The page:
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Hantavirus and the Classic Car

bhjelle at unm.edu bhjelle at unm.edu
Mon Dec 4 09:26:04 EST 1995

In article <49rsgh$b4n at newsbf02.news.aol.com>, JKeppy <jkeppy at aol.com> wrote:
>This is a question about the risks of hantavirus exposure in a particular
>situation.  I have an oldish Lancia which has been stored for some years
>in a barn on Lummi Island in northern Puget Sound.  All was well until I
>rented the adjacent land for pasturage and the resident mouse population
>moved into the car.  It is infested with two nests and dropping here and
>there on the floor.  Nest materials came from the inside of the seats so I
>suspect there are droppings in places it would be very tough to sanitize.
>     I have inquired with  an island naturalist and found out that the
>mice are likely deer mice, likely infected.  I have also been told by a
>public health official that the feces are only infected for 48 hours after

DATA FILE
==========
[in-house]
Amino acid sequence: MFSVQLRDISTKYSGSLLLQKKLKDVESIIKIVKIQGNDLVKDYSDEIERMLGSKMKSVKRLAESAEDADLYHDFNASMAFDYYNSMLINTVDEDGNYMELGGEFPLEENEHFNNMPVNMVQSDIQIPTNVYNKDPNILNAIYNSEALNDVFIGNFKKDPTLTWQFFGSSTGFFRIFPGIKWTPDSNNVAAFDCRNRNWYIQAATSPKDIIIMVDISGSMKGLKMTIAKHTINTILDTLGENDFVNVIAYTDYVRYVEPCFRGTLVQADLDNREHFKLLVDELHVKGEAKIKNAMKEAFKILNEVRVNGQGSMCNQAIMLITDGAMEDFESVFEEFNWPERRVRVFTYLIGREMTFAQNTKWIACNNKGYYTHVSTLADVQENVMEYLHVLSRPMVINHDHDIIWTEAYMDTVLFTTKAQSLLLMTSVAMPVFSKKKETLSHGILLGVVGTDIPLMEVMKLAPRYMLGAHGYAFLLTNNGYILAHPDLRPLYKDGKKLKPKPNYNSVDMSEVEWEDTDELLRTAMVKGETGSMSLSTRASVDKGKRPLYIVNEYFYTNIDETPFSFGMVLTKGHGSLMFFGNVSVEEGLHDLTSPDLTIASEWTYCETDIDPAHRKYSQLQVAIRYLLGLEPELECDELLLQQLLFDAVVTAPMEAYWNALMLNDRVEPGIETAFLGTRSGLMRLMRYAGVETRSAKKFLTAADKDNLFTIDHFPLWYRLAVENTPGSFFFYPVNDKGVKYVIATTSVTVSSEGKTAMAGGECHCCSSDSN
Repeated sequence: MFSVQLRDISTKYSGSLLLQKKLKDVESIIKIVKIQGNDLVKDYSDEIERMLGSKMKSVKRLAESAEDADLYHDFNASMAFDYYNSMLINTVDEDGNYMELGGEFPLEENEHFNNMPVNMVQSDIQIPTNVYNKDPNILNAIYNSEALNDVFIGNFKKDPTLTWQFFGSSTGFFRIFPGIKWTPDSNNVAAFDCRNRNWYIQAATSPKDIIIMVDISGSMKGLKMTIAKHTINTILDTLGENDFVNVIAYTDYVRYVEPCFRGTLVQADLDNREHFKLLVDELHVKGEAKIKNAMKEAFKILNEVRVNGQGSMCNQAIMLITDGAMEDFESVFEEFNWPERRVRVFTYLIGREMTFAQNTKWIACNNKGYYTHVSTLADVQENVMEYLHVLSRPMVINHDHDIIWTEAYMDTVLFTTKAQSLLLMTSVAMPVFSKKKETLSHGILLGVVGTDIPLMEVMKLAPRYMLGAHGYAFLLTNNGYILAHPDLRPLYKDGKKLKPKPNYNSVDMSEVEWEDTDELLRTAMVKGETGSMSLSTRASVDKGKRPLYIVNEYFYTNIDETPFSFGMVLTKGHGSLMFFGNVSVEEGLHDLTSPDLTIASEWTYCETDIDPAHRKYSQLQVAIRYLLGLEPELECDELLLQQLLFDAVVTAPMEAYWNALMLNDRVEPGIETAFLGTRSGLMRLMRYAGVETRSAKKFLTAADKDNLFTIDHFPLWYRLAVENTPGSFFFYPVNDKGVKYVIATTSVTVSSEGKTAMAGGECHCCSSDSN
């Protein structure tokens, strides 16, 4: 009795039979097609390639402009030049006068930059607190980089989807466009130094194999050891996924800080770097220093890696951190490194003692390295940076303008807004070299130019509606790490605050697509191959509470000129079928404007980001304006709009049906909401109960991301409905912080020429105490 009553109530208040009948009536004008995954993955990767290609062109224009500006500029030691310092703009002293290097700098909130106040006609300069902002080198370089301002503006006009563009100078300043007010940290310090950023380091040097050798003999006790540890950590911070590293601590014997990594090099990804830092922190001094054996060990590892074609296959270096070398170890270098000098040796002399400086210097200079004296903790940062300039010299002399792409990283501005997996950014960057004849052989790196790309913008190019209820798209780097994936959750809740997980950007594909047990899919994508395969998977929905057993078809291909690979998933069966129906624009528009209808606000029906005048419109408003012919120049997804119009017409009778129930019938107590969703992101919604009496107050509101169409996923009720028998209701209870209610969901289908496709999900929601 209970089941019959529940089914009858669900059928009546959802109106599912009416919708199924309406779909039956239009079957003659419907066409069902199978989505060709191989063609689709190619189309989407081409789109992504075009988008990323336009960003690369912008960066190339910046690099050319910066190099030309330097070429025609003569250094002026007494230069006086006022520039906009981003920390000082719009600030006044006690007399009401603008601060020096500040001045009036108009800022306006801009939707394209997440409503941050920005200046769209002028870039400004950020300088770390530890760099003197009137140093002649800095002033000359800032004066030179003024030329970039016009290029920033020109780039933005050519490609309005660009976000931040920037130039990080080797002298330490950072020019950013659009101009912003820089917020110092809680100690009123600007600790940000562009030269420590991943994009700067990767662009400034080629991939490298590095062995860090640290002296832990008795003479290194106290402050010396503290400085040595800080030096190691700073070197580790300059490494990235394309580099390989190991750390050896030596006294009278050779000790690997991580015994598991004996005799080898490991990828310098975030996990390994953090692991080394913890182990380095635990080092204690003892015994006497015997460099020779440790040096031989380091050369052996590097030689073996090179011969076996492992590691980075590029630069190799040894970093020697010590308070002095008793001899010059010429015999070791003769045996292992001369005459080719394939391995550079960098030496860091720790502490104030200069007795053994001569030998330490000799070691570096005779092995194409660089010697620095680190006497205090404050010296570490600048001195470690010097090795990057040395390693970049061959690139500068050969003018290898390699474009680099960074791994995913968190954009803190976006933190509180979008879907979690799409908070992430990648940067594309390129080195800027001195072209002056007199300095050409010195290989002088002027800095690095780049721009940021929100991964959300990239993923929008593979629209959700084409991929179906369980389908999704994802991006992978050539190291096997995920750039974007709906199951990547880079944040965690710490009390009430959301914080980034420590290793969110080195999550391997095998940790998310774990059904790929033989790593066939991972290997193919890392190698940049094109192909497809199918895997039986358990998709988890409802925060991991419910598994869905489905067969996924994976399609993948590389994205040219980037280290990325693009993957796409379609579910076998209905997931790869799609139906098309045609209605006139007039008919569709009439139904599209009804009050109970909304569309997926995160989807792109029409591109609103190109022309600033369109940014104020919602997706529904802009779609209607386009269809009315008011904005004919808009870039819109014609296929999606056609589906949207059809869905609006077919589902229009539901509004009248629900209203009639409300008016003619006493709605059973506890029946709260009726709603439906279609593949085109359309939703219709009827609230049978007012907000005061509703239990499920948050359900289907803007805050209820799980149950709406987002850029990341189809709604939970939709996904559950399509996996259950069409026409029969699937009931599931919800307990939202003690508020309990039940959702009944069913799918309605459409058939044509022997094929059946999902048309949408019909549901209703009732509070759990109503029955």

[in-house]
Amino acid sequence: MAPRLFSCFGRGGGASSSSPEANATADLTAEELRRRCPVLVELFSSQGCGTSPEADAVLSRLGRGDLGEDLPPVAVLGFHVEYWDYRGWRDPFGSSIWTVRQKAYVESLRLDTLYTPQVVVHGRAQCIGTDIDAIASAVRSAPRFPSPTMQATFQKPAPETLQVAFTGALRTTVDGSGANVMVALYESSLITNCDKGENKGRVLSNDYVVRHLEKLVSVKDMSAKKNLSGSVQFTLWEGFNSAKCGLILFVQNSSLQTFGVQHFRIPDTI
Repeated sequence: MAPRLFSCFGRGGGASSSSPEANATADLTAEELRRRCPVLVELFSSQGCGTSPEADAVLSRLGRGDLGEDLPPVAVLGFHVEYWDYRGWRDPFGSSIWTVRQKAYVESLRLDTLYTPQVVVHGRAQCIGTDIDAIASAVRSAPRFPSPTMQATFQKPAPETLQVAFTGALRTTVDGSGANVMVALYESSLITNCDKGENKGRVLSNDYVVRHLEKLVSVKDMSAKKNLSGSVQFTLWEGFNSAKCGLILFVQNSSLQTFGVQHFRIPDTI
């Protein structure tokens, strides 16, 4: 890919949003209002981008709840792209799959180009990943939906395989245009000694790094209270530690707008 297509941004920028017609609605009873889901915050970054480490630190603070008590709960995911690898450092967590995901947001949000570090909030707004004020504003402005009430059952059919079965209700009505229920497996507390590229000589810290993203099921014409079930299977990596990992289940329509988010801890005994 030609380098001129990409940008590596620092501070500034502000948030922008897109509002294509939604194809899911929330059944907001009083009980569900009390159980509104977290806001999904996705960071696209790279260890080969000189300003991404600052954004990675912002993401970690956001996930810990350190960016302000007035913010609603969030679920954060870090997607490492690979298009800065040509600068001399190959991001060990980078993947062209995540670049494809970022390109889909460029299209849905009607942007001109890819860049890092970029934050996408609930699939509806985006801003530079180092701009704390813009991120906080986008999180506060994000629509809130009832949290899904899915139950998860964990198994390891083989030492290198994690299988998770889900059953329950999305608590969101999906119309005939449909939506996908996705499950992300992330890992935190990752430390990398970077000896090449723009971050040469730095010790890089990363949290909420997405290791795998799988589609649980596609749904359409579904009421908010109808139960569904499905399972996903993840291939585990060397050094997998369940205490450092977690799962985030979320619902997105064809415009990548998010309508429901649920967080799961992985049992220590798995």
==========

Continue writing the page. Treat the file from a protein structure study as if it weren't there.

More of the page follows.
>having been dropped and that if I could kill the resident mice and
>isolated the car for 48 hours it would be safe to go in and clean up and
>tow the thing home.  After considerable phone calling I have not found
>this 48 hour theory confirmed by anyone else and have generally been
>warned against attempting a cleanup.  I have carefully put poisons in the

Using "molecular epidemiology" studies it has been possible
to show that at least one person has been infected with hantavirus
that was identical to one obtained from a mouse in a car,
in Arizona (complete genetic identity over ~500 nucleotides
of 2 segments). So, I would take car infestations most
seriously. The idea that virus remains infectious for 48
hours, is, as you suggest, just one person's idea. No proof.
The environment within a car is mostly pretty protected from
UV, especially where nests and droppings are likely to be 
found. You should check with the appropriate department of
health (Washington State in Olympia?) for recommendations,
but they will likely recommend that you put on HEPA mask
and gloves, keep the car ventilated while you go in and
spray down all areas with infestation with Lysol thoroughly.

Best bet is to check with your department of health though.


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